Some of the more impressive results I have seen have come out of papers which take a long term view. Three examples of this are Esther Duflo’s work on school construction in Indonesia (ungated version here), Hoddinott, et. al’s paper on an early childhood nutrition intervention in Guatemala, and Baird, et. al’s paper on the long term effects of deworming in Kenya.
Later in the post, he also lays out the obstacles to putting together and funding such studies, especially the challenge of tracking respondents over the life of such a project. Here at IPA Ghana, one of our studies is looking to evaluate the returns to secondary schooling in Ghana.
…2,068 students, 682 have been selected through random assignment to each receive a 4-year scholarship to attend the senior secondary school they were admitted to. Between 2009 and 2018, we will keep track of all 2,068 students and conduct follow-up surveys with them, and the households that they reside in, every three years. The follow-up surveys will include questions on health, labor market outcomes, and fertility and marriage. This will enable us to measure the medium and long-term effects of acquiring secondary education on multiple aspects of life and well-being.
Currently in the midst of this project, its really interesting for us to plan different strategies to keep in touch with respondents in this study. Tracking youth is particularly tricky – especially those respondents in the sample who are out of school – since they often migrate far out in search of work. So far, the team has managed to keep in touch with most of these students – however, not without any challenges. Our project team has shared with us that some of these respondents might have even migrated outside the country looking for work. It appears that the recent disturbances in neighbouring Ivory Coast, Nigeria and Libya might have brought some of our respondents back to Ghana. I feel bad for those who might have lost their livelihoods in the process and wish them the best back home in Ghana – but the point is about the unpredictable nature of tracking respondents in the long-term.
Another effort at long-term data collection I am familiar with in Ghana is the Ghana Socio-economic Panel Survey. The first wave of this survey was completed last year and there is some really interesting data being put together that we should all be watching out for. This 15-year survey covering households spread all over the country will surely see huge tracking challenges as we go along. In this survey, we put in place many of the possible long-term tracking measures – GPS readings, phone numbers of two non-family contacts etc. Tracking households is supposed to be easier than tracking individuals since they are likely to be less mobile than individuals.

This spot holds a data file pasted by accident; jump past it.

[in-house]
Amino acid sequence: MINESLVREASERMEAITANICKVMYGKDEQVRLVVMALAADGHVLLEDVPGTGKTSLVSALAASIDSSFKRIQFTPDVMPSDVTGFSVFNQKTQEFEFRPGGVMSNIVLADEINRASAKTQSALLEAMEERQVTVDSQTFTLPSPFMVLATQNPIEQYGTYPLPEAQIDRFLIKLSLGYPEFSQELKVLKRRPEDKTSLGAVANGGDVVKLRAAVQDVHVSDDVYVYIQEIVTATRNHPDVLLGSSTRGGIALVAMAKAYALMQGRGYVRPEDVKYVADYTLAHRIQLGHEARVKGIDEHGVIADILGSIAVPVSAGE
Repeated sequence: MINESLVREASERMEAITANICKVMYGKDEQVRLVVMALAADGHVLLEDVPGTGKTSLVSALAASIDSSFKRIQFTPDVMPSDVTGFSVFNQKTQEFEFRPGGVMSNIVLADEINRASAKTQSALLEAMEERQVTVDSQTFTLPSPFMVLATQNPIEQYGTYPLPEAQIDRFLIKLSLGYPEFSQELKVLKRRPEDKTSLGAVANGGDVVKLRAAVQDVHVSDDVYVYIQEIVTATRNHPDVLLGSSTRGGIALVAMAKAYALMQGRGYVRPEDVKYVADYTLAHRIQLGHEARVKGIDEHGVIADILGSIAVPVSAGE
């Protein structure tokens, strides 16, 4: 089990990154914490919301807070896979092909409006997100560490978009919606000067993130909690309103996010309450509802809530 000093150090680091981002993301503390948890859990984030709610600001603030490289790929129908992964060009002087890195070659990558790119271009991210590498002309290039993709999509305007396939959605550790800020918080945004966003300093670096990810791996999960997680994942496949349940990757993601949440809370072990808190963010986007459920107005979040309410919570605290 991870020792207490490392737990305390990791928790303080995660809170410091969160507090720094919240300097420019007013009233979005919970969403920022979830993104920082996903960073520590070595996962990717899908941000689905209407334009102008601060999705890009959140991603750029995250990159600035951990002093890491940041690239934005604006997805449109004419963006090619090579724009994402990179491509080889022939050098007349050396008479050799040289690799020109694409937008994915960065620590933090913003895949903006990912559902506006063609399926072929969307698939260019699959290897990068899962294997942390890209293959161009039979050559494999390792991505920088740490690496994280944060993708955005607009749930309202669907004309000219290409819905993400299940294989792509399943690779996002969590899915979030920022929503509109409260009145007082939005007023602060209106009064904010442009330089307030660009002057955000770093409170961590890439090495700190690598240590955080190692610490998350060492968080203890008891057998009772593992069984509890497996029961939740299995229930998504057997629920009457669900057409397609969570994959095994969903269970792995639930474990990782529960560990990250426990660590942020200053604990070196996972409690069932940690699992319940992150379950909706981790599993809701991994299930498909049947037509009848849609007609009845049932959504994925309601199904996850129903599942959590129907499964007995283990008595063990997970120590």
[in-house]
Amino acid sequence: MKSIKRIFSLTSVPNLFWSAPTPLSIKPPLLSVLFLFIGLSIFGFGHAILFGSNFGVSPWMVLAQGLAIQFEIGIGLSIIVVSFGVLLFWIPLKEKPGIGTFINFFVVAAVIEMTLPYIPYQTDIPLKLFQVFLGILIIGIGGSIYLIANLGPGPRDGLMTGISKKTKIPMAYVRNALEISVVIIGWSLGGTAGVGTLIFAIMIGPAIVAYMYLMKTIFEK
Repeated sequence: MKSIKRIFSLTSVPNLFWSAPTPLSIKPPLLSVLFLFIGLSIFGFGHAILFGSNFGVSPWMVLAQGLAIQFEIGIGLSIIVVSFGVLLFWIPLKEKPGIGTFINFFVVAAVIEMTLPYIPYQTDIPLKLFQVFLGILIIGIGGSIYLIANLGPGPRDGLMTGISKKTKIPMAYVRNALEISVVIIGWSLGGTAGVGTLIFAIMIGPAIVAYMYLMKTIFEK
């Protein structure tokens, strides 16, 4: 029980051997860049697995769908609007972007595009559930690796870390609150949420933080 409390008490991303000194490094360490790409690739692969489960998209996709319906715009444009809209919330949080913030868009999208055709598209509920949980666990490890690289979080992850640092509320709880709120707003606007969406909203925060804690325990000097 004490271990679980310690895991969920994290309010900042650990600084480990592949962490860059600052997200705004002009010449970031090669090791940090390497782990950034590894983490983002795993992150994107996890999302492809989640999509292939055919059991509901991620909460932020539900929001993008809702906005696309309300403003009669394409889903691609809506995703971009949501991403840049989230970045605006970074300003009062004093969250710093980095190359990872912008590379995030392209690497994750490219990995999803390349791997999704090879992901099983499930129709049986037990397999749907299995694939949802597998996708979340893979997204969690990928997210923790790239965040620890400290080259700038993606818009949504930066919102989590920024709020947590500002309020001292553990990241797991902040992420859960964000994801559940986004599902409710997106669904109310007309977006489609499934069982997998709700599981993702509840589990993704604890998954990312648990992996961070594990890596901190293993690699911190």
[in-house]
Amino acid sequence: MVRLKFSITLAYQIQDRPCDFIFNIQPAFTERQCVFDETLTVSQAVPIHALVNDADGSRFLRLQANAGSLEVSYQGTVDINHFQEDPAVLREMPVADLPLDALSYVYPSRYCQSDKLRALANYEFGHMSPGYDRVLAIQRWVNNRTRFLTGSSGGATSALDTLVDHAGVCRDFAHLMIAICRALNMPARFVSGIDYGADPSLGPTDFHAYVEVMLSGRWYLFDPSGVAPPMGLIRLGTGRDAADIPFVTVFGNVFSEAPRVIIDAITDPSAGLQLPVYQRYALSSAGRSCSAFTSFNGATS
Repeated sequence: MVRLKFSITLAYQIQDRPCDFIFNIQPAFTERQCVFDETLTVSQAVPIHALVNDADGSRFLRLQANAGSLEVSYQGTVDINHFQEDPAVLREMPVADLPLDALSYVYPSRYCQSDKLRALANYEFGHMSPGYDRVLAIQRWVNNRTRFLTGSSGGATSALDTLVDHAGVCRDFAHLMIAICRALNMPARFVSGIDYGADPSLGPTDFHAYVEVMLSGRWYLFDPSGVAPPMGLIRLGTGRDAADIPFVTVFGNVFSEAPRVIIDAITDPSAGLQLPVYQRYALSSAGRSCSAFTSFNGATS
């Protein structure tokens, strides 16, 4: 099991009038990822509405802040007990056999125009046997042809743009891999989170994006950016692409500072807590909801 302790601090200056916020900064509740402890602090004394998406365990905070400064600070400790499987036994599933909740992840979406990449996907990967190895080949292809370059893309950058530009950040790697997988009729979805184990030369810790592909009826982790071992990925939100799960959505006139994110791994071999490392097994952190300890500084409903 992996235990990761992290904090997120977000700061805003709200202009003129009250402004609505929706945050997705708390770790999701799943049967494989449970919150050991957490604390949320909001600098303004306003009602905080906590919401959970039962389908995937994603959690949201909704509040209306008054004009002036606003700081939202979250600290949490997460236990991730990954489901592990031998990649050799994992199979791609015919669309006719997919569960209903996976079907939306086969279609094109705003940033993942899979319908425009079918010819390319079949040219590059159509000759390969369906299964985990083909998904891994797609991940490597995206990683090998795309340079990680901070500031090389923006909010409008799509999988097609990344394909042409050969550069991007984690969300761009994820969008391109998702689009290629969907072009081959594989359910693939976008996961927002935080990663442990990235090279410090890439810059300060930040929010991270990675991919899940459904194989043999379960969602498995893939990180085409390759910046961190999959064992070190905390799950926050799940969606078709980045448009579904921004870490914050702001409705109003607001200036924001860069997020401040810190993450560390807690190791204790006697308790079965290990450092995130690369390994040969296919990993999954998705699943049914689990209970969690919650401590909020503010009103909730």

Also, this survey is a collaboration between Yale and ISSER, a research institute in University of Ghana – a great way to invest in building local research capacities in the long-term. Not only the ISSER research fellows, but a whole generation of present and upcoming grad students will have the opportunity to work on this survey and on analysing the data it will generate. This also highlights the importance of having a strong field team and transferring knowledge over the years within the survey teams in long-term tracking studies.
Another question these long-term tracking studies bring up is that of the relationship between researchers and respondents. There are usually boundaries to how much information researchers want/ought to reveal to their study respondents regarding the objectives of their study. But in long-term studies with repeated interactions, the nature of engagement between the researchers and their study respondents probably need to be different from the usual – an important issue to keep an eye on. Do respondent incentives become more important? Would sharing results periodically help? I would be interested in learning of any experiences on this subject.
Don’t forget to keep track of the respective study links for updates in the coming years.